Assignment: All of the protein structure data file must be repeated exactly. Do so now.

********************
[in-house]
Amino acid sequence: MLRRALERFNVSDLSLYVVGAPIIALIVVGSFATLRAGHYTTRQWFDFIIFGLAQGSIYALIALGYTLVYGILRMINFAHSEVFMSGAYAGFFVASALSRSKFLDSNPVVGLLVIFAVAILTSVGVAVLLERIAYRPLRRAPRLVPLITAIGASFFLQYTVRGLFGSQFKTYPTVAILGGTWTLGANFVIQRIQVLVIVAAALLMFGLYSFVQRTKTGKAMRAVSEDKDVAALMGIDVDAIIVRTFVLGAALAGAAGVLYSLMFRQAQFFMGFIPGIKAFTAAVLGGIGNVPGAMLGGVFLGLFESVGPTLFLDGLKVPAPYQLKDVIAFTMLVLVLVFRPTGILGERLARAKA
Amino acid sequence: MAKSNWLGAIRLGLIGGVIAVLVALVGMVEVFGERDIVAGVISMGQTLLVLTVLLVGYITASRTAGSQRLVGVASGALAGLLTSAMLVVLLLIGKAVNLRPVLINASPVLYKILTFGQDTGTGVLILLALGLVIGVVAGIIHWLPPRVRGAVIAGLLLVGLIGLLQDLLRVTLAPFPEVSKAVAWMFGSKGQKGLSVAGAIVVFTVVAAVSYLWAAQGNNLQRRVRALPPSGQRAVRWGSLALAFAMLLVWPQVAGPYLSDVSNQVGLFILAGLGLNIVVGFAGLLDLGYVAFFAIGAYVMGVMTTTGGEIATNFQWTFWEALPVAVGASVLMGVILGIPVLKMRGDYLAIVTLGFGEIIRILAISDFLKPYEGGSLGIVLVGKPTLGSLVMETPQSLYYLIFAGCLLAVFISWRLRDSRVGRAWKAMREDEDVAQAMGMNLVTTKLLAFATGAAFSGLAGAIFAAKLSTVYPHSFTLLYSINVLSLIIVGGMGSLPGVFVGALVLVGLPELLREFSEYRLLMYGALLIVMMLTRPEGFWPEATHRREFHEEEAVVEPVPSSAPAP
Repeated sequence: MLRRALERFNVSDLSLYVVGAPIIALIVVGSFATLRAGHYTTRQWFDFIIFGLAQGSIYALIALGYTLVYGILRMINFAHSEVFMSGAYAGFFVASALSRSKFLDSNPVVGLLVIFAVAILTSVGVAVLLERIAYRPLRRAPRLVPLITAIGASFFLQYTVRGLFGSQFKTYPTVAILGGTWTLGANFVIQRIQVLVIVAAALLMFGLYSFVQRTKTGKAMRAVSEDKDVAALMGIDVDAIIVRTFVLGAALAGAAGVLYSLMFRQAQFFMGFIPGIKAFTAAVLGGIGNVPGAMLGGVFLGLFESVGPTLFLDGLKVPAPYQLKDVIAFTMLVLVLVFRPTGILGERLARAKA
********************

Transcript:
[in-house]
Amino acid sequence: MLRRALERFNVSDLSLYVVGAPIIALIVVGSFATLRAGHYTTRQWFDFIIFGLAQGSIYALIALGYTLVYGILRMINFAHSEVFMSGAYAGFFVASALSRSKFLDSNPVVGLLVIFAVAILTSVGVAVLLERIAYRPLRRAPRLVPLITAIGASFFLQYTVRGLFGSQFKTYPTVAILGGTWTLGANFVIQRIQVLVIVAAALLMFGLYSFVQRTKTGKAMRAVSEDKDVAALMGIDVDAIIVRTFVLGAALAGAAGVLYSLMFRQAQFFMGFIPGIKAFTAAVLGGIGNVPGAMLGGVFLGLFESVGPTLFLDGLKVPAPYQLKDVIAFTMLVLVLVFRPTGILGERLARAKA
Amino acid sequence: MAKSNWLGAIRLGLIGGVIAVLVALVGMVEVFGERDIVAGVISMGQTLLVLTVLLVGYITASRTAGSQRLVGVASGALAGLLTSAMLVVLLLIGKAVNLRPVLINASPVLYKILTFGQDTGTGVLILLALGLVIGVVAGIIHWLPPRVRGAVIAGLLLVGLIGLLQDLLRVTLAPFPEVSKAVAWMFGSKGQKGLSVAGAIVVFTVVAAVSYLWAAQGNNLQRRVRALPPSGQRAVRWGSLALAFAMLLVWPQVAGPYLSDVSNQVGLFILAGLGLNIVVGFAGLLDLGYVAFFAIGAYVMGVMTTTGGEIATNFQWTFWEALPVAVGASVLMGVILGIPVLKMRGDYLAIVTLGFGEIIRILAISDFLKPYEGGSLGIVLVGKPTLGSLVMETPQSLYYLIFAGCLLAVFISWRLRDSRVGRAWKAMREDEDVAQAMGMNLVTTKLLAFATGAAFSGLAGAIFAAKLSTVYPHSFTLLYSINVLSLIIVGGMGSLPGVFVGALVLVGLPELLREFSEYRLLMYGALLIVMMLTRPEGFWPEATHRREFHEEEAVVEPVPSSAPAP
Repeated sequence: MLRRALERFNVSDLSLYVVGAPIIALIVVGSFATLRAGHYTTRQWFDFIIFGLAQGSIYALIALGYTLVYGILRMINFAHSEVFMSGAYAGFFVASALSRSKFLDSNPVVGLLVIFAVAILTSVGVAVLLERIAYRPLRRAPRLVPLITAIGASFFLQYTVRGLFGSQFKTYPTVAILGGTWTLGANFVIQRIQVLVIVAAALLMFGLYSFVQRTKTGKAMRAVSEDKDVAALMGIDVDAIIVRTFVLGAALAGAAGVLYSLMFRQAQFFMGFIPGIKAFTAAVLGGIGNVPGAMLGGVFLGLFESVGPTLFLDGLKVPAPYQLKDVIAFTMLVLVLVFRPTGILGERLARAKA